The soft mechanism could open up whole new fields of robotics, from biodegradable systems and wearable bots to moving architecture.
Soft robotics has seen some amazing progress in the last few decades. This field of research is looking into how robots can benefit from less rigid frames, aiming to create systems that can bend, flex, and move more like organisms than industrial hardware. That’s all well and good if you’re trying to make machines that can be closely integrated with our bodies, like robotic suits and the like. Dexterity and flexibility, however, often come at the price of strength, given that soft materials are generally less resilient than, say, steel. This latter issue has so far placed a hard-cap on the usefulness of flexible bots (but not on their cuteness.)
Folding for success
Researchers at the Wyss Institute at Harvard University and MIT’s Computer Science and Artificial Intelligence Laboratory (CSAIL) think they’ve found a way around that cap. The team has created a new kind of artificial muscle that they claim will bring strength to our softbots. In fact, the origami-inspired actuators are so much better than anything we have today, which totally surprised the researchers.
“We were very surprised by how strong the actuators [the artificial muscles] were,” says Daniela Rus, Professor of Electrical Engineering and Computer Science at MIT and one of the senior authors of the paper.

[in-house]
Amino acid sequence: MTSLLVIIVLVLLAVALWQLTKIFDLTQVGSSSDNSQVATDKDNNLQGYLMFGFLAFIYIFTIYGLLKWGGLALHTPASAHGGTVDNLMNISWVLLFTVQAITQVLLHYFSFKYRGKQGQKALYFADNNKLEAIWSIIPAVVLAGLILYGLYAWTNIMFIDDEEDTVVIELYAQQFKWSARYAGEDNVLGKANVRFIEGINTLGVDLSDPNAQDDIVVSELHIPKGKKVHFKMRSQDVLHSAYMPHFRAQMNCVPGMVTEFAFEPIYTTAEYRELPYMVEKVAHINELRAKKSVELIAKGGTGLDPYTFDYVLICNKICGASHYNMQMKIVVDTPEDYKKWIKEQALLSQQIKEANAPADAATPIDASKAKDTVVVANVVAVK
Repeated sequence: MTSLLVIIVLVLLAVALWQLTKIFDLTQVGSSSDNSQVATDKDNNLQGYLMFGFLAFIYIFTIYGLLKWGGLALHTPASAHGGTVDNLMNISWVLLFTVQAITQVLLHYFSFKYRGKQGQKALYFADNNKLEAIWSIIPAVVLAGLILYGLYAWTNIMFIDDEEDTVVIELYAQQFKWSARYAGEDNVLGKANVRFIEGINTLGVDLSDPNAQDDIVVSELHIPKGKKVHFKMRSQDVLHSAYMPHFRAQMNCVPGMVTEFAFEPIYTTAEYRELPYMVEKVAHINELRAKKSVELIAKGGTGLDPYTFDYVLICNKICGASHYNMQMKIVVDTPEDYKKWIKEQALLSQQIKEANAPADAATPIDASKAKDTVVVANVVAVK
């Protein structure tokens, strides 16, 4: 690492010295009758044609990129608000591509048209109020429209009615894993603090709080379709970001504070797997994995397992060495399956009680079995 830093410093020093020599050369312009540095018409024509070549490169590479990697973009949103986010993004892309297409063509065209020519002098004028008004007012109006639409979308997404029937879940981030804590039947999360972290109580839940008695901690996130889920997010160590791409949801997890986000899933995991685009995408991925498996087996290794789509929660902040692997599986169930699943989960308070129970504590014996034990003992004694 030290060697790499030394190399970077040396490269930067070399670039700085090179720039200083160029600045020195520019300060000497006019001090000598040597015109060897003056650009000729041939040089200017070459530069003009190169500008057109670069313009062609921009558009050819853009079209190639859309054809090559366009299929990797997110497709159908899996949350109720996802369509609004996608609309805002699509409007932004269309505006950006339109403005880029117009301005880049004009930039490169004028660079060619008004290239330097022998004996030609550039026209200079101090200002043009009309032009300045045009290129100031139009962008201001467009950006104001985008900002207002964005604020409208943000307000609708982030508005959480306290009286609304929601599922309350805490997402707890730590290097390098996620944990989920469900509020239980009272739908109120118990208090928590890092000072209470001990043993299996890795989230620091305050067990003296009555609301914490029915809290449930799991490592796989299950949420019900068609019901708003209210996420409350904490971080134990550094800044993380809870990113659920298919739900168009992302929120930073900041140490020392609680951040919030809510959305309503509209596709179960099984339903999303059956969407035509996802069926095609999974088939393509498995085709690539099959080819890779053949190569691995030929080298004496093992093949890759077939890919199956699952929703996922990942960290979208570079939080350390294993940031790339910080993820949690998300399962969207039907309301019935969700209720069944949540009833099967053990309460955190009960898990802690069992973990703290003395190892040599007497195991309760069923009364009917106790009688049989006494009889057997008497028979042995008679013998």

“We expected they’d have a higher maximum functional weight than ordinary soft robots, but we didn’t expect a thousand-fold increase. It’s like giving these robots superpowers,”
Each actuator is based on an inner, skeleton-like structure. This can be constructed out of various material, the team explains, be it plastic sheet or coiled metal. The skeleton is folded in a certain pattern, filled with fluid, and sealed inside a protective ‘skin’ (which can be something be as innocuous as a plastic or textile layer bag).
Proper motion is created through the application of a vacuum inside the bag. As the fluids move out, the skin collapses onto the skeleton and creates tension on the skeleton, causing it to bend. This simplicity is actually a very big plus of the system because it means no other power source or input is required to control how the muscle moves; its motions can be customized while the muscle is being built, simply by altering the shape or composition of the skeleton. The team showed how different skeleton shapes influence motion and overall performance, building devices that can shrink down to 10% of their original size, twist into a coil, or gently lift a flower off the ground.
This programmable nature woven into their skeleton is one of the muscles’ “key aspects”, says first author Shuguang Li, a Postdoctoral Fellow at the Wyss Institute and MIT CSAIL. Embedding function in form allows the muscles to be very compact and simple, compared to their counterparts. This making them more appropriate for applications where heavy machinery is a drawback, such as mobile or body-mounted systems.